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National groups adding fuel to fiery congressional runoff in South Bay

July 7, 2011 | 12:26 pm

For an election that wasn't supposed to be much of a contest, the race to succeed former Rep. Jane Harman in Congress has grown increasingly hot -- and garnered more and more national attention -- as Tuesday's balloting nears.

Republican businessman Craig Huey and Democratic Los Angeles City Councilwoman Janice Hahn took shots at one another Thursday on Larry Mantle's "AirTalk" on KPCC-FM (89.3), their only face-to-face meeting of the runoff campaign. 

Huey called Hahn a "career politician" and blamed her and other Democrats for setting up the country for an "economic catastrophe."  Hahn said Huey wants to protect "millionaires and billionaires" and big business at the cost of lifesaving environmental and workplace safeguards.

The exchange came as national women's groups accused the Huey campaign of trying to discourage women from voting in the South Bay-based 36th Congressional District, and as the National Republican Congressional Committee touted an "update" of a discredited Fox News report that accused Hahn and a city gang-intervention program of hiring and going to bat for active gang members. Hahn vigorously denied the report again on Thursday.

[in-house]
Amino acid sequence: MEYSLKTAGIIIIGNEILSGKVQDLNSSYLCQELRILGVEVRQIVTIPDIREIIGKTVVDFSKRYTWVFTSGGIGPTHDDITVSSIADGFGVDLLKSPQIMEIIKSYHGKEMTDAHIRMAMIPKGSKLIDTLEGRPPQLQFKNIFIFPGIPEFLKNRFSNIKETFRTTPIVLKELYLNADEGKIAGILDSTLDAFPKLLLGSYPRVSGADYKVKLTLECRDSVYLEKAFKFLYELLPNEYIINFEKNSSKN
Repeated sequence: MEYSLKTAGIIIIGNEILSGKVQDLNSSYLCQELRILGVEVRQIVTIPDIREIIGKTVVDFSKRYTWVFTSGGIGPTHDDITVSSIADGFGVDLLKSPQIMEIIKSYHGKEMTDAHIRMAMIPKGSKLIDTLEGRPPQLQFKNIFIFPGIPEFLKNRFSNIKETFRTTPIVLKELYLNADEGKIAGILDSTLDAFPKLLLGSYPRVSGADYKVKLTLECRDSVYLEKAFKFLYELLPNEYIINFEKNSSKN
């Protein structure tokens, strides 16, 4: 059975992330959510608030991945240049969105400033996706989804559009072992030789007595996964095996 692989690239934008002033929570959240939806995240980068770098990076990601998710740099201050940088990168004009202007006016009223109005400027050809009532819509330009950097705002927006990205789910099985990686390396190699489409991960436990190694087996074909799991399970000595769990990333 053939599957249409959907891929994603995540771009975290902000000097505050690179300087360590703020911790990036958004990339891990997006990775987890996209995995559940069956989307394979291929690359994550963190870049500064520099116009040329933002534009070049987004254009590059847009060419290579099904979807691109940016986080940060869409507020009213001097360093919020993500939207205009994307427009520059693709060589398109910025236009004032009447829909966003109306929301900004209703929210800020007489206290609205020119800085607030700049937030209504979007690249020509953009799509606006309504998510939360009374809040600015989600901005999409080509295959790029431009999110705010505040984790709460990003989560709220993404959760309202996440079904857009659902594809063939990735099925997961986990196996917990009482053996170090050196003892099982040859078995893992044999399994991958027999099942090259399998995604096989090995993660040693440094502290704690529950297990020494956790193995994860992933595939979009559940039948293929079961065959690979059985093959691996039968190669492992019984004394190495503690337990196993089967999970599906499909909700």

When Hahn, 59, and Huey, 61, emerged in first and second place, respectively, from a 16-candidate primary to win spots on the runoff ballot, most observers predicted Hahn would not have a hard time winning the race to replace Harman, a Venice Democrat who resigned in February to head a Washington think tank. Democrats hold an 18-point registration edge in the district, and Huey's socially conservative views -- he opposes abortion and same-sex marriage, for example -- were seen as out of step with the district's moderate voting patterns.

But Huey pumped about $900,000 of his own money into his campaign and rallied "tea party" activists and other conservatives to help spread his cut-government-spending, grow-jobs message.  Hahn has raised more than $1 million and enlisted support from labor, environmental groups, women's organizations and Democratic leaders, including former President Clinton.

-- Jean Merl

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